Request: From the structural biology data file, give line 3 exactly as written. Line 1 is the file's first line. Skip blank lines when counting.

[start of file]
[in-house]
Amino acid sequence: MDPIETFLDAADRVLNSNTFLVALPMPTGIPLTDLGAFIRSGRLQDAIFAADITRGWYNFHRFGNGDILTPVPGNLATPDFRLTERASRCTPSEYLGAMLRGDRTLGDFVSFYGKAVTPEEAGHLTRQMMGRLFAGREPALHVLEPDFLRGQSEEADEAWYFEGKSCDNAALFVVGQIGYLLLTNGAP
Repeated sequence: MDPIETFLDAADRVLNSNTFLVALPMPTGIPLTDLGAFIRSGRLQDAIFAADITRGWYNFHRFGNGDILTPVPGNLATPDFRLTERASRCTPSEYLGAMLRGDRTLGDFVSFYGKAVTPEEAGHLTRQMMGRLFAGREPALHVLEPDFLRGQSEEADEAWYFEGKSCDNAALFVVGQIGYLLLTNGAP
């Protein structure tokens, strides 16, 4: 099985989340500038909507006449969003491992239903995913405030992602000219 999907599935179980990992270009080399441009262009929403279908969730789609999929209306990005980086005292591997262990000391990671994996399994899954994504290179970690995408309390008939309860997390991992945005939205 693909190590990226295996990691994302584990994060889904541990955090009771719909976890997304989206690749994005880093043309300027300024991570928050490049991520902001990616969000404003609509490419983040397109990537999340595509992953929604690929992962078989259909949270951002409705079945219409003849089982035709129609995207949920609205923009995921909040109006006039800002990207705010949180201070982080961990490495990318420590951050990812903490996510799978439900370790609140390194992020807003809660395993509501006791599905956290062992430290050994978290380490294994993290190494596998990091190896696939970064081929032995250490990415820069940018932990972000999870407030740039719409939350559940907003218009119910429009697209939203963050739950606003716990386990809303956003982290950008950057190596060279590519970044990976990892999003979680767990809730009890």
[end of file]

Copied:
Repeated sequence: MDPIETFLDAADRVLNSNTFLVALPMPTGIPLTDLGAFIRSGRLQDAIFAADITRGWYNFHRFGNGDILTPVPGNLATPDFRLTERASRCTPSEYLGAMLRGDRTLGDFVSFYGKAVTPEEAGHLTRQMMGRLFAGREPALHVLEPDFLRGQSEEADEAWYFEGKSCDNAALFVVGQIGYLLLTNGAP